As Covid-19 cases in district surge, so does the quantity of biomedical waste

While a concessionaire directly collects Covid-19 waste from hospitals, testing centres and isolation wards, suspected or confirmed patients under home quarantine have been provided with yellow bags to dispose of possibly infected waste, such as head caps, masks, and tissues.
The district’s Covid-19 waste comes from 36 health care facilities, isolation wards and testing centres, in addition to quarantined homes.(Sanjeev Verma/HT PHOTO)
The district’s Covid-19 waste comes from 36 health care facilities, isolation wards and testing centres, in addition to quarantined homes.(Sanjeev Verma/HT PHOTO)
Updated on May 10, 2020 03:00 PM IST
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Hindustan Times, Gurugram | By Prayag Arora-Desai

The quantity of Covid-19-related biomedical waste being generated in the district has doubled over the past three weeks, increasing from about 400 kilograms per day on April 18 to 800 kilograms per day on May 8. Medical waste related to the diagnosis and treatment of Covid-19 patients now accounts for 17% of the daily medical waste produced in Gurugram, up from about 10% about three weeks ago. The rest is routine biomedical waste, which comes from outpatient departments, surgical wards and other clinics, to the tune of about 3.8 tonnes per day.

During this period, Gurugram saw 93 new cases of Covid-19, with the bulk of them being detected in the past week. Vikas Gehlot, spokesperson for Biotic Waste Management, the sole concessionaire for biomedical waste management in Gurugram district, said that they are expecting this number to rise exponentially over the next few months, given the present growth rate of the disease.

“It is likely that by the end of May or early June, the district will produce over a tonne of Covid-19 related biomedical waste every day. A single confirmed positive Covid-19 case creates 10 times more waste than your average patient. So even if the growth rate slows, just a few more cases will still lead to more waste,” Gehlot said.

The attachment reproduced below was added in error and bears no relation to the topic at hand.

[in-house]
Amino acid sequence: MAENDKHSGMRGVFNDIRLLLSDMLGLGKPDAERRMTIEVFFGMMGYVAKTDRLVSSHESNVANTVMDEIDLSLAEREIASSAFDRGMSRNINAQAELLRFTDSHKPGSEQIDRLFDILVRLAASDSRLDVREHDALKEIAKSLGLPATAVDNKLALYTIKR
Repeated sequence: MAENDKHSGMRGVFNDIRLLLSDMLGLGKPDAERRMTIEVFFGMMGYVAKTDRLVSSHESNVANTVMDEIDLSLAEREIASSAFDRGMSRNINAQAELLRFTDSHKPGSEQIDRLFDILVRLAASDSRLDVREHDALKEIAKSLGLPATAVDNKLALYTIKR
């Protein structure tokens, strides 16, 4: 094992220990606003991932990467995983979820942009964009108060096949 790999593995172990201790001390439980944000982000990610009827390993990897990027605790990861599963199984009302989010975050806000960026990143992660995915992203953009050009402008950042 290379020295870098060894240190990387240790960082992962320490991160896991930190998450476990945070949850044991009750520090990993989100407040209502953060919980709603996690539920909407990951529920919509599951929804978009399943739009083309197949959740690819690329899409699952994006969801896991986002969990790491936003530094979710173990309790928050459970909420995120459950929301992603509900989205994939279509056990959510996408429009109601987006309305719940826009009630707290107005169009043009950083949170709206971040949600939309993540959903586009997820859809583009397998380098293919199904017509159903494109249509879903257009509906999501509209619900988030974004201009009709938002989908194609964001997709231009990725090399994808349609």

However, Gehlot added that there is presently no cause for concern when it comes to the treatment and handling of such waste. “We have a capacity of 20 tonnes per day at our treatment facility in Sector 37. As such, the increase in quantity can be managed,” he added.

The district’s Covid-19 waste comes from 36 health care facilities, isolation wards and testing centres, in addition to quarantined homes. While a concessionaire directly collects Covid-19 waste from hospitals, testing centres and isolation wards, suspected or confirmed patients under home quarantine have been provided with yellow bags to dispose of possibly infected waste, such as head caps, masks, and tissues. The civil surgeon’s office is coordinating collection from these homes and quarantine centres. The waste is then sent to any of the four collection centres in the district, from where two biotic vehicles dedicated only to collecting Covid-19 waste make pick-ups. About 30 drivers and workers are involved in the collection of biomedical waste in the district.

However, sanitation workers and waste collectors at the common biomedical waste treatment facility (CBMWTF) in Sector 37 are facing a shortage of personal protective equipment (PPE). “We are purchasing PPE privately, at a significantly higher cost than before. We have reached out to state and district authorities for help, but given the shortage of PPE in the market, we are prepared to continue buying the equipment ourselves,” Gehlot said.

Presently, the company has been procuring PPE from local vendors who have ramped up their production. “But quality and continuous supply of PPE is still a concern. We conduct quality tests of the PPE ourselves, and carry out site inspections of the factories before purchasing from them. This would not be a worry if we were able to get PPE through a government-regulated supplier,” Gehlot said.

The quantity of routine waste has dipped from about 5.5 tonnes in March to about 3.8 tonnes per day following the outbreak.

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Saturday, October 16, 2021